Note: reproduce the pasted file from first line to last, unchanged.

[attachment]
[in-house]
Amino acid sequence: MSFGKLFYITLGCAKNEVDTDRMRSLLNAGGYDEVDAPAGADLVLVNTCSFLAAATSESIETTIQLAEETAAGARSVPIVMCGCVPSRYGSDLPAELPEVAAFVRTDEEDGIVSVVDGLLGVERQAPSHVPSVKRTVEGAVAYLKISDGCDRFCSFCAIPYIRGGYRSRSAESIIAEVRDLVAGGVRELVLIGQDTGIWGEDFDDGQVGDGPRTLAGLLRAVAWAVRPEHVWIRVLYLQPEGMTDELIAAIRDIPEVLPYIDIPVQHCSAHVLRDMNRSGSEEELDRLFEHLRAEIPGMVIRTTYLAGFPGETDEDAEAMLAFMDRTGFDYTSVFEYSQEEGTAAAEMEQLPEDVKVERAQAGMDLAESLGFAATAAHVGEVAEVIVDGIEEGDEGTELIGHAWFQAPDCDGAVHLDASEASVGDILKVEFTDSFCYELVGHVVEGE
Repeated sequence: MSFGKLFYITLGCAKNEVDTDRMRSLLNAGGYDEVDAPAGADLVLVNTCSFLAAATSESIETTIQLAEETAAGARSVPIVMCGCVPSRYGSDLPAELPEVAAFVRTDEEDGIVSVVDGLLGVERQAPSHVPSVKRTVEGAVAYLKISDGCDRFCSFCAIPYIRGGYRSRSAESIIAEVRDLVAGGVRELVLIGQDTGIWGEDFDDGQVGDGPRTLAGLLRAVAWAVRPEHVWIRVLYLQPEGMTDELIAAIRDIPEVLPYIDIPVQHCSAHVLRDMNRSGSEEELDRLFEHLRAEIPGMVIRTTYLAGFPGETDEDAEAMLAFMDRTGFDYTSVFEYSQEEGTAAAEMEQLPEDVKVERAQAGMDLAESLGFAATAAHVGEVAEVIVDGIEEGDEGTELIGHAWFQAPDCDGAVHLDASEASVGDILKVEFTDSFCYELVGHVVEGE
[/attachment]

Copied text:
[in-house]
Amino acid sequence: MSFGKLFYITLGCAKNEVDTDRMRSLLNAGGYDEVDAPAGADLVLVNTCSFLAAATSESIETTIQLAEETAAGARSVPIVMCGCVPSRYGSDLPAELPEVAAFVRTDEEDGIVSVVDGLLGVERQAPSHVPSVKRTVEGAVAYLKISDGCDRFCSFCAIPYIRGGYRSRSAESIIAEVRDLVAGGVRELVLIGQDTGIWGEDFDDGQVGDGPRTLAGLLRAVAWAVRPEHVWIRVLYLQPEGMTDELIAAIRDIPEVLPYIDIPVQHCSAHVLRDMNRSGSEEELDRLFEHLRAEIPGMVIRTTYLAGFPGETDEDAEAMLAFMDRTGFDYTSVFEYSQEEGTAAAEMEQLPEDVKVERAQAGMDLAESLGFAATAAHVGEVAEVIVDGIEEGDEGTELIGHAWFQAPDCDGAVHLDASEASVGDILKVEFTDSFCYELVGHVVEGE
Repeated sequence: MSFGKLFYITLGCAKNEVDTDRMRSLLNAGGYDEVDAPAGADLVLVNTCSFLAAATSESIETTIQLAEETAAGARSVPIVMCGCVPSRYGSDLPAELPEVAAFVRTDEEDGIVSVVDGLLGVERQAPSHVPSVKRTVEGAVAYLKISDGCDRFCSFCAIPYIRGGYRSRSAESIIAEVRDLVAGGVRELVLIGQDTGIWGEDFDDGQVGDGPRTLAGLLRAVAWAVRPEHVWIRVLYLQPEGMTDELIAAIRDIPEVLPYIDIPVQHCSAHVLRDMNRSGSEEELDRLFEHLRAEIPGMVIRTTYLAGFPGETDEDAEAMLAFMDRTGFDYTSVFEYSQEEGTAAAEMEQLPEDVKVERAQAGMDLAESLGFAATAAHVGEVAEVIVDGIEEGDEGTELIGHAWFQAPDCDGAVHLDASEASVGDILKVEFTDSFCYELVGHVVEGE